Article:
I went to the local marine technical contractor today. I'm going to rent their most knowledgeable certified ABYC specialist to sit with me in my boat and go over potential issues. He's apparently done a couple of electric boat installs and a few lithium house battery upgrades. I'm looking forward to getting his advice while specifically looking at my boat. I think it will be money well spent. I can always call on them again if I hit a snag I can't overcome.
Excellent move.

While I personally have no skin in the game, I find in many cases, DIYers over-estimate their capabilities.

The following is a bit of a public service announcement. It cost me time and effort and lost business opportunity to write and I likely stand to gain nothing other than the knowledge I may have helped someone.

Having a pro (someone properly educated, trained, and experienced) consult and/or inspect this type of work, generally saves money rather than costs.

It can also save your life. (This is not fear mongering; there is a natural cause and effect to everything we do or don't do.)

Here is some additional advice that I hope can help you and others:

1. An automotive type charger, even if the brand name sounds nautical, with spring clamps, is not ABYC compliant for use on a boat (but OK on land in a an adequately ventilated area).

This type of charger is not usually IP (ignition proof) rated, and can cause sparks, igniting the hydrogen gas (or other flammable combustible) present above the battery.

2. Wing nuts are not compliant on battery cables 6 gauge or less. It is very difficult to make these tight enough without tools, but because of their design, most people just finger tighten. This can lead to a loose, high impedance connection, that can cause sparks or extreme heat, especially when high current loads are present (hence the wire gauge limitation).

3. Ensure any service provider you hire is duly qualified IN THAT FIELD.

Few "mechanics" are truly "certified" by any recognized association or manufacturer.

Many "certified mechanics" (who are truly certified), could not wire a boat compliant to ABYC standards if their lives depended on it.

Not because they are not smart enough or capable, they are just not educated, trained, and sufficiently experienced in this field, as their continuing education is related to mechanical not electrical work.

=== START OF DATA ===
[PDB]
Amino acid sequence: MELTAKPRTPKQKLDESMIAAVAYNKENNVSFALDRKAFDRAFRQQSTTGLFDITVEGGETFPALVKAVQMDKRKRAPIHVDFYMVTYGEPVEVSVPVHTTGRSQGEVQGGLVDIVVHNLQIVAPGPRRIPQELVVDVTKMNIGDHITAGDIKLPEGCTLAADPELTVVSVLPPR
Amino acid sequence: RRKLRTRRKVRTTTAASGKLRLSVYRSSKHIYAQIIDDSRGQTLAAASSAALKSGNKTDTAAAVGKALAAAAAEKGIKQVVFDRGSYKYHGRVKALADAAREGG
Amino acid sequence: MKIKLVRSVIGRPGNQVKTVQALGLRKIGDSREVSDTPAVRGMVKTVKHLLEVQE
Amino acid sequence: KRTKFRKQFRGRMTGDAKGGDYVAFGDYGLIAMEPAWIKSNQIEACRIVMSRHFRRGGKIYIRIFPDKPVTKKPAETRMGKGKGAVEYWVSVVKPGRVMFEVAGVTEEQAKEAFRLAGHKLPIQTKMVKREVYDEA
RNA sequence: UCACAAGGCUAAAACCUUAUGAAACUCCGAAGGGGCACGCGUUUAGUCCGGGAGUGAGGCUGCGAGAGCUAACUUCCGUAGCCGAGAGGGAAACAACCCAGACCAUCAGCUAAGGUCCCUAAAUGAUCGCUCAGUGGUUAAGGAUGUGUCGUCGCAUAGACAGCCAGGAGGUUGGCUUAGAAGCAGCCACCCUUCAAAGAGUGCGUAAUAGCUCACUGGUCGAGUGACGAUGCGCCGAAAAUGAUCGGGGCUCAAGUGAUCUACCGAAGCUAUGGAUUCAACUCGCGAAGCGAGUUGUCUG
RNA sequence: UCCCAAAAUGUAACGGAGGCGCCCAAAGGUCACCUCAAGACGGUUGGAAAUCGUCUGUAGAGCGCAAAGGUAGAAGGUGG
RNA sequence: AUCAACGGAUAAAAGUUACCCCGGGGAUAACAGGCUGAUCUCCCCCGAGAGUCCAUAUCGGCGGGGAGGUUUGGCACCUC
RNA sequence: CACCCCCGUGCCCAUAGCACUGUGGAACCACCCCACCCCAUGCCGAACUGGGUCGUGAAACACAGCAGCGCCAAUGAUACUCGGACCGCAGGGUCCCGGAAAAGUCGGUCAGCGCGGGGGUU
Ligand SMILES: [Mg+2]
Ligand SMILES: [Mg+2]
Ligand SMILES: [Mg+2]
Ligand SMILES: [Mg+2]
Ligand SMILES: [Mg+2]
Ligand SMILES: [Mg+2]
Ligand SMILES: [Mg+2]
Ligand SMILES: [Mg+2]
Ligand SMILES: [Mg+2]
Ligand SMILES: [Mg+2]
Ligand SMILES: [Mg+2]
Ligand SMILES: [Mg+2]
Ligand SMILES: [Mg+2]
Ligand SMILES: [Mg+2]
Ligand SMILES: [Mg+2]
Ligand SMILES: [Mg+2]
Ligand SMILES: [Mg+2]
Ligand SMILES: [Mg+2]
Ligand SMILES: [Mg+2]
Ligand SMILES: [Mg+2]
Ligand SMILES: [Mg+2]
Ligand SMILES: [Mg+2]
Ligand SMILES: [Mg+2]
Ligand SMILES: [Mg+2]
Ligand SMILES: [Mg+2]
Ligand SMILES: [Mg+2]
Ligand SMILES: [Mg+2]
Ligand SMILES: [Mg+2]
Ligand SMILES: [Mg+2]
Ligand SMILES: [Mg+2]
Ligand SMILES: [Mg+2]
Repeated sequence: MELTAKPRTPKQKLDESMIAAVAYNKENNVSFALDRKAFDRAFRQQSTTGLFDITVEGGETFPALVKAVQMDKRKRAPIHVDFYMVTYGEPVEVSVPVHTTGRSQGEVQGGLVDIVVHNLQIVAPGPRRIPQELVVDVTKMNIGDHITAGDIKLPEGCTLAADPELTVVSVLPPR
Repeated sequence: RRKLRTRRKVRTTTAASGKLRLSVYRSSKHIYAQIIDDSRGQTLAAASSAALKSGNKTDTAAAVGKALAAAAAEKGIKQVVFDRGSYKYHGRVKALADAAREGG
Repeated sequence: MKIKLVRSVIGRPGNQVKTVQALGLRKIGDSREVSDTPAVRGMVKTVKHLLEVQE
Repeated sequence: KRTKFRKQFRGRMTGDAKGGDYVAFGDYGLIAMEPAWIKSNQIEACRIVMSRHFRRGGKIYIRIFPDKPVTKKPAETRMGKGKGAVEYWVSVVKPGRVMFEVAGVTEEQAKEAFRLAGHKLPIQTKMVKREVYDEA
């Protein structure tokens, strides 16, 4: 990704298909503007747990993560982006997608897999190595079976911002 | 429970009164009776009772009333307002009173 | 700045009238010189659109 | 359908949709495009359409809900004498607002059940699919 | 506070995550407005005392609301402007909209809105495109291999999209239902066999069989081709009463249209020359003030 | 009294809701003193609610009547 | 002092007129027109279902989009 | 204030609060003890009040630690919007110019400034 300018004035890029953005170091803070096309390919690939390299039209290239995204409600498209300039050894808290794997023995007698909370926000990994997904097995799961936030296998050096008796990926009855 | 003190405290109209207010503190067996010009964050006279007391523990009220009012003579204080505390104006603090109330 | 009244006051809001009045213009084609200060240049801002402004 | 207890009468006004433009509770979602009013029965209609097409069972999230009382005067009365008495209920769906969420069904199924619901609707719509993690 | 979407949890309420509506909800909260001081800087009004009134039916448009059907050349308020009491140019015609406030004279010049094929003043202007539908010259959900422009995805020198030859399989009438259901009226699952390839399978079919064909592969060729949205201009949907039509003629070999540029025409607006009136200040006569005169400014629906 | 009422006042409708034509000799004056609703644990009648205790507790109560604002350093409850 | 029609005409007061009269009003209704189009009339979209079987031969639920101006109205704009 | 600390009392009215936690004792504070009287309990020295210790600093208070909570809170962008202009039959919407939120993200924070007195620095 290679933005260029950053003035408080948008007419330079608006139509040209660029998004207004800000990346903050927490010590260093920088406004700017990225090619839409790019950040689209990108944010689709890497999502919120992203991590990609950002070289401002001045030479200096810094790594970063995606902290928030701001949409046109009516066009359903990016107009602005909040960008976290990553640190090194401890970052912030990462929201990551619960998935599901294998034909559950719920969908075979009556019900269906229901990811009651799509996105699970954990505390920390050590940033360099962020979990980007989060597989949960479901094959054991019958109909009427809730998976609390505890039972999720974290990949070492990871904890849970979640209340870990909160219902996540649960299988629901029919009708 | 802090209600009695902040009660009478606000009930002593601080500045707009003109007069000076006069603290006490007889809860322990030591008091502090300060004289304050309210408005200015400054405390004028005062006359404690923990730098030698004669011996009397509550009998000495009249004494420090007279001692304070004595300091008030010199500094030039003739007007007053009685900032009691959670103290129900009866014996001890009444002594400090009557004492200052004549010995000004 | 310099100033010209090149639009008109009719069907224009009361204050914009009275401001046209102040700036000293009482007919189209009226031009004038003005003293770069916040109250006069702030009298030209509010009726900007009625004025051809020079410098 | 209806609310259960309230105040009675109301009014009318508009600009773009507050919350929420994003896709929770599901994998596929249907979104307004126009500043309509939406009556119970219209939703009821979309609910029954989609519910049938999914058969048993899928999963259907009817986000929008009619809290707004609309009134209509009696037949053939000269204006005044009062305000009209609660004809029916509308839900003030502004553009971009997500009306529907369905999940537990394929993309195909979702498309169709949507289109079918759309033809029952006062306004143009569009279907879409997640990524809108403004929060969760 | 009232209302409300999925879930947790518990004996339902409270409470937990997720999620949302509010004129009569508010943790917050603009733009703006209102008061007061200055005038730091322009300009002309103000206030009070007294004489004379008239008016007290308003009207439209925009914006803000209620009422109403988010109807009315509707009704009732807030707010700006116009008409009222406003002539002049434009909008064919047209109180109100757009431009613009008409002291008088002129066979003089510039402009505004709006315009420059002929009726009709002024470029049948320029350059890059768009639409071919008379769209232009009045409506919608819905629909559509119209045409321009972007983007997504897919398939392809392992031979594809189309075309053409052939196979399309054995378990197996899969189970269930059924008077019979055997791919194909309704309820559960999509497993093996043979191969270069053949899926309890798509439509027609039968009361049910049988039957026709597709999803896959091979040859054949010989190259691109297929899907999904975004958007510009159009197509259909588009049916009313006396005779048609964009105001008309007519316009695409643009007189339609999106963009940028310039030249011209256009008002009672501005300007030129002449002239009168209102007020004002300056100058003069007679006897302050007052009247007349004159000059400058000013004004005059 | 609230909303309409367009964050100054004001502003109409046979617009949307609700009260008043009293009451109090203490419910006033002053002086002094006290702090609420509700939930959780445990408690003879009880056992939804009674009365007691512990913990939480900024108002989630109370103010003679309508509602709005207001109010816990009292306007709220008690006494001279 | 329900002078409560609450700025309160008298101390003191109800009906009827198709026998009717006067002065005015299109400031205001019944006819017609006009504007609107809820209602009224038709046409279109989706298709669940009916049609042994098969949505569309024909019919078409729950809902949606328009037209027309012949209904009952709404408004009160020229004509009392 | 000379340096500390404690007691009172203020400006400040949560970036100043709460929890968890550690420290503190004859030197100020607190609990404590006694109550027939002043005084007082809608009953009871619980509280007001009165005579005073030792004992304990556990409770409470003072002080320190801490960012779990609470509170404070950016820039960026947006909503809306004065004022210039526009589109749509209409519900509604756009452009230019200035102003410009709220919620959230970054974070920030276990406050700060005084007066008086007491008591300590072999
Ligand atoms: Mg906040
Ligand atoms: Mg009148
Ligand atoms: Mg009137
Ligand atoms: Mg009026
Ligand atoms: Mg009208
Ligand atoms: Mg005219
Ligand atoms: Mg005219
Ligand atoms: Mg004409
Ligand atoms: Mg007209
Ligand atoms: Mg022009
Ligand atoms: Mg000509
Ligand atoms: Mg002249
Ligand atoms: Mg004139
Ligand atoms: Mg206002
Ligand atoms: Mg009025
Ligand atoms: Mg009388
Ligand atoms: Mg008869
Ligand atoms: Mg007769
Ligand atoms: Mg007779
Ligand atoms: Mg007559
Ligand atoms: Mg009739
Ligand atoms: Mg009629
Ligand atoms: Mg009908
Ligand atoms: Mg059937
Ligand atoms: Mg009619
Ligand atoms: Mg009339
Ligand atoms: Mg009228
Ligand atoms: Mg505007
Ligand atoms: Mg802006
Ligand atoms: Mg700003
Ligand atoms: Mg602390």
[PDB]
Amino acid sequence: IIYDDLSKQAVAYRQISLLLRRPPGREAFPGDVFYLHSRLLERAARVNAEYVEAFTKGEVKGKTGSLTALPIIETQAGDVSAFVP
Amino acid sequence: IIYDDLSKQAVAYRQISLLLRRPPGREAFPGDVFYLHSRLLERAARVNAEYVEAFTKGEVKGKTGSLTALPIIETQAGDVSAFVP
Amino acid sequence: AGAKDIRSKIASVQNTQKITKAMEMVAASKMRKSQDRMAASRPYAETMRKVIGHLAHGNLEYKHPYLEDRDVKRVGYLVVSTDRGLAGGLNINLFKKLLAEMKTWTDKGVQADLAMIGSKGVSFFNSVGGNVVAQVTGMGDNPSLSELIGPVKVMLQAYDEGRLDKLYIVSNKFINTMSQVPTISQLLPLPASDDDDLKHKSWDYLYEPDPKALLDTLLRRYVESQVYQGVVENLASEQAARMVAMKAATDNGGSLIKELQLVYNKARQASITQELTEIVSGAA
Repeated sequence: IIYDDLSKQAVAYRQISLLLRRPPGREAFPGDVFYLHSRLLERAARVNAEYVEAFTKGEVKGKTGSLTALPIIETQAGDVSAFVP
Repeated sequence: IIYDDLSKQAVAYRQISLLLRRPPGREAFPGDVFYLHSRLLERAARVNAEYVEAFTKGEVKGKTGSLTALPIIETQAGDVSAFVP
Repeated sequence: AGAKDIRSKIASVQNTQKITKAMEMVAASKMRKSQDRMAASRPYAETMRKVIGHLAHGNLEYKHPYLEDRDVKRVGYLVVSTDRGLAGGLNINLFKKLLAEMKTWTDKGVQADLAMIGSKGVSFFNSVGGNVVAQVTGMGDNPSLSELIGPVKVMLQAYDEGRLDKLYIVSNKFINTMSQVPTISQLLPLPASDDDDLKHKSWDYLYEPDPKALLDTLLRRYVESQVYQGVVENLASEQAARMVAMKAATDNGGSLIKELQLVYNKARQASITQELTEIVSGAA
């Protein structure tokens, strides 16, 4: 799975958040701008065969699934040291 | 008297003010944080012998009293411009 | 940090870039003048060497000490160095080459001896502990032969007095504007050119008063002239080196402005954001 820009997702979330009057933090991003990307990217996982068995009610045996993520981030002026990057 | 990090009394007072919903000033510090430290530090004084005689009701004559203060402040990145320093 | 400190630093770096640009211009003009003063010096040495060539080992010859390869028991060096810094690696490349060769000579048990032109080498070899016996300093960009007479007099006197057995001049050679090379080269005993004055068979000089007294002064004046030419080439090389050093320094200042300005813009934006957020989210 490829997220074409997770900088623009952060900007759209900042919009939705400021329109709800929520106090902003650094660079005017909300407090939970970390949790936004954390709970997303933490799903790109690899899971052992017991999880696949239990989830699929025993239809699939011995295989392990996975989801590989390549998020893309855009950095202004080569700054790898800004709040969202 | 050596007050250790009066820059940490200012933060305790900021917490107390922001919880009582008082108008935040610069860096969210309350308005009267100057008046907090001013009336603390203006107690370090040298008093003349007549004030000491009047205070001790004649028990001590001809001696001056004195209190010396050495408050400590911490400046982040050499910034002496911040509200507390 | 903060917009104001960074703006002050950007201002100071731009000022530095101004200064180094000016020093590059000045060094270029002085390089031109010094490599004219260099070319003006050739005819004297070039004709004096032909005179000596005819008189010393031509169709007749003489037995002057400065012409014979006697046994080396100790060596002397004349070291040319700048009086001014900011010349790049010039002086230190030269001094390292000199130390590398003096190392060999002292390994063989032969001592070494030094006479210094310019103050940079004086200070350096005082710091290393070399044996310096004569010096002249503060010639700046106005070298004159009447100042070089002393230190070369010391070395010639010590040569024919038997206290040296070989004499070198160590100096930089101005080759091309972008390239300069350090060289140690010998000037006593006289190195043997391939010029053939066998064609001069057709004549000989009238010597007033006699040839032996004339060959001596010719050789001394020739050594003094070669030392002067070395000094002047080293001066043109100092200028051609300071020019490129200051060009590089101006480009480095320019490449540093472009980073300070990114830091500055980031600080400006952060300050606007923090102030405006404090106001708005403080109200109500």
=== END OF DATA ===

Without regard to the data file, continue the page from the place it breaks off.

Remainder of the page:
Ask to see their "certification". If they really are, they should have a cert in their wallet, and will be happy to show it because they have heavily invested in it. If they don't, they will likely try to come up with some excuse.

My policy - no training cert, no boarding my boat.

4. Ensure any service provider you hire is insured FOR THAT TYPE OF WORK.

Ask to see their commercial liability cert.

They have paid handsomely for this piece of paper, and will gladly present it to separate themselves from boat bums who claim to be "professional".

If an insured contractor's actions burn down your boat, others around you, and the marina, the repairs will come out of their insurance, and their premiums will skyrocket, likely putting them out of business if they try to continue to carry insurance.

Hint - having insurance, is a good indication a service provider has not had a previous claim, and knowing the cost to livelihood if they ever do, provides extra incentive to do it right, every time.

My policy - no relevant manufacturers or association cert., no boarding my boat.

In closing, some people are surprised that they have to perform their own due diligence to ensure the people they hire to work on their boat are duly qualified.

Interestingly, some of those same people go to great lengths in time and expense to screen the people hired for positions in their company.

Go figure.

Unlike your house, you can't step off your boat, dial 911, and have emergency services there in 90 seconds.

Do everything you can to make sure the people working on your boat (including yourself) do not cause you to have to call a Mayday (and to ensure the radio works when you need it to.)

Hope this helps.
 

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Of course that's the way it is wired. My issue was with battery that was connected to the positive lead I'm able to monitor the voltage of each individual battery in the string at the helm. The one most positive in the string which is connected to the positive lead to the controller. It started dropping fast as I drew more current while the other three batteries showed pretty much the same voltage. The most positive battery quickly dropped to 12+ down to 11.8 and beyond. I had to start the generator and electro sail because of it instead of operating on battery alone. I think it might have some internal damage that shows up when higher amps are drawn from the battery bank.